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SPORTS HERO:
DAVE CONGDON
by Kathy from Branford

Dave & Migdalia Congdon take a break from practice (KEC)

While we may never find a real-life person who has been reconstructed with super human abilities like the Bionic Woman, or fly through the city in a red cape like Superman, we do encounter people who define the meaning of the word hero in the condensed, and perhaps most essential, version: they are extraordinarily courageous, compassionate, and use their energy to save the day for someone else. Dave Congdon is one of those people.

There's nothing super-human about Dave. At thirty-eight, he lives an ordinary life. A resident of Manchester, Connecticut, Dave wears a wedding ring on his finger, works in the kitchen of Manchester Hospital, runs (his long, lanky physique is admittedly an asset here), volunteers, and plays a variety of sports for Special Olympics. He is athletic and well-spoken--traits to be admired, of course, but not out of the ordinary. With the challenges that come with having an intellectual disability, you could say that Dave has overcome many of those quintessential obstacles that epic heroes have had to overcome (and he has done so quite admirably).

Dave stands out, though, because he makes life better for others. He is a fixer. He exudes both passion and compassion. He is passionate about life and the people in his life, in addition to his athletic pursuits, including Special Olympics and his goal to enter into his first Ironman competition in 2008--in Hawaii, perhaps the most challenging and prestigious swimming-cycling-running event in the world. "There are very few Special Olympics athletes who could run a marathon, let alone compete in a full triathlon that is challenging for anyone, but I have every bit of confidence that he'll be the one to pull it off. He has tremendous willpower and he is an amazing athlete," says Beau Doherty, President of Special Olympics Connecticut.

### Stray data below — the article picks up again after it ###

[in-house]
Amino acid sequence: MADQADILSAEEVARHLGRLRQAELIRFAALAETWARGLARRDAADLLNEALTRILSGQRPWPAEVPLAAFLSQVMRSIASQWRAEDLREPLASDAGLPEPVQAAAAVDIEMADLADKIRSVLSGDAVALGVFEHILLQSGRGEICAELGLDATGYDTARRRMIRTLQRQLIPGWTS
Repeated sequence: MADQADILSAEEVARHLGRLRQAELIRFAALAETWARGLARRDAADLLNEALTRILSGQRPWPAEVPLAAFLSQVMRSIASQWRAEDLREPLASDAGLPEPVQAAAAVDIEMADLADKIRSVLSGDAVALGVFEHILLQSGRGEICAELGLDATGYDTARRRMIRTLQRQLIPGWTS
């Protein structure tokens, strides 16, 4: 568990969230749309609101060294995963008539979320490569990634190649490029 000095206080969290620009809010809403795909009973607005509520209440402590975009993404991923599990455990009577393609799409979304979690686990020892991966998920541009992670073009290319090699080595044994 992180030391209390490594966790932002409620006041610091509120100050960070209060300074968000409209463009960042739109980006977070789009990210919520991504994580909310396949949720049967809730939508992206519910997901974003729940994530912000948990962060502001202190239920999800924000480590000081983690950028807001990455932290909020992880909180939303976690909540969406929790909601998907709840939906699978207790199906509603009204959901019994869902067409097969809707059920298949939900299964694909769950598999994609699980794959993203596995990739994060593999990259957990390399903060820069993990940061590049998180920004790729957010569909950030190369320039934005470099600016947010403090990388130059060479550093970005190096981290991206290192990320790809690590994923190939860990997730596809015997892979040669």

All the strength, courage, and tenacity that Dave puts into training also goes into his goodwill towards others. "Although Dave is confident and better than 98% of the athletes in Special Olympics, he's not cocky. He's just nice. He's always been that way," Doherty observes. With one caring arm, Dave has reached out to comfort children with cancer, dedicating a few hours each week to the children's cancer wing at Manchester Memorial Hospital. "I just love to see the kids having a good time. They need somebody as much as people in school or Special Olympics," Dave says. With the other arm, he has brought his wife, Migdalia, a new sense of purpose, happiness, and a future.

At one point in her life, Migdalia, now thirty-one, didn't have much to look forward to. "When she was growing up, she didn't see a future life," Dave confides. "Her (birth) family just seemed like they didn't care, like they didn't want to support her or anything. The state saw that, and that they weren't fit to take care of her, and they put her with a foster family. That was probably the best thing for her," says Dave as Migdalia chimes in about her foster mom, Betty: "She was very nice." While her foster parents gave her a foundation, Dave gave Migdalia the possibility of a bright future, and a safe place to overcome her shyness and find happiness in their relationship together.

"She's gotten a lot better," Dave says proudly. Migdalia has really come out of her shell, and she now has a part-time, paying job working in the mailroom of the Connecticut Department of Mental Retardation, where she used to volunteer. "We're family; we all help each other out. Some of my friends helped out, too. With help from all of us, we made it easier for her (to become her own person)."

Dave has learned what it takes to become independent. A year after his family moved from the area of Hershey, PA, to Connecticut, he moved out on his own. "I just wanted to get out and try it on my own. I'm the only one in my family who didn't go back home after they moved out. I waited until I knew I could do it." Having known Migdalia for the past thirteen years, Dave is sincere in his wish for Migdalia to feel the same about herself. Just spending a bit of time with Dave is enough to understand how he swept Migdalia off her feet.

State pins collected at the National Games (KEC)